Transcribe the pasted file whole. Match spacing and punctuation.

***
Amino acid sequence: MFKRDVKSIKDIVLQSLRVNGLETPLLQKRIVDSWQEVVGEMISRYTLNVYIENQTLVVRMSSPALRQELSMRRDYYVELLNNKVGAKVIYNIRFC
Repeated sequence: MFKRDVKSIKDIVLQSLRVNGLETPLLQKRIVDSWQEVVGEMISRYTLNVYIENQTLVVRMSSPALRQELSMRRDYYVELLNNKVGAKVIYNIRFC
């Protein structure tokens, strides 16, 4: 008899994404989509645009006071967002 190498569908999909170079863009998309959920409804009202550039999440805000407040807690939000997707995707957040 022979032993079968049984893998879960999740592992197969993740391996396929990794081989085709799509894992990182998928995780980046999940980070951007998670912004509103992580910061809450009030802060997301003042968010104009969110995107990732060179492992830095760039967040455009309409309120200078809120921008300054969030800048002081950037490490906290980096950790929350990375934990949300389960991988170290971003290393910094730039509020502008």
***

Amino acid sequence: MFKRDVKSIKDIVLQSLRVNGLETPLLQKRIVDSWQEVVGEMISRYTLNVYIENQTLVVRMSSPALRQELSMRRDYYVELLNNKVGAKVIYNIRFC
Repeated sequence: MFKRDVKSIKDIVLQSLRVNGLETPLLQKRIVDSWQEVVGEMISRYTLNVYIENQTLVVRMSSPALRQELSMRRDYYVELLNNKVGAKVIYNIRFC
């Protein structure tokens, strides 16, 4: 008899994404989509645009006071967002 190498569908999909170079863009998309959920409804009202550039999440805000407040807690939000997707995707957040 022979032993079968049984893998879960999740592992197969993740391996396929990794081989085709799509894992990182998928995780980046999940980070951007998670912004509103992580910061809450009030802060997301003042968010104009969110995107990732060179492992830095760039967040455009309409309120200078809120921008300054969030800048002081950037490490906290980096950790929350990375934990949300389960991988170290971003290393910094730039509020502008």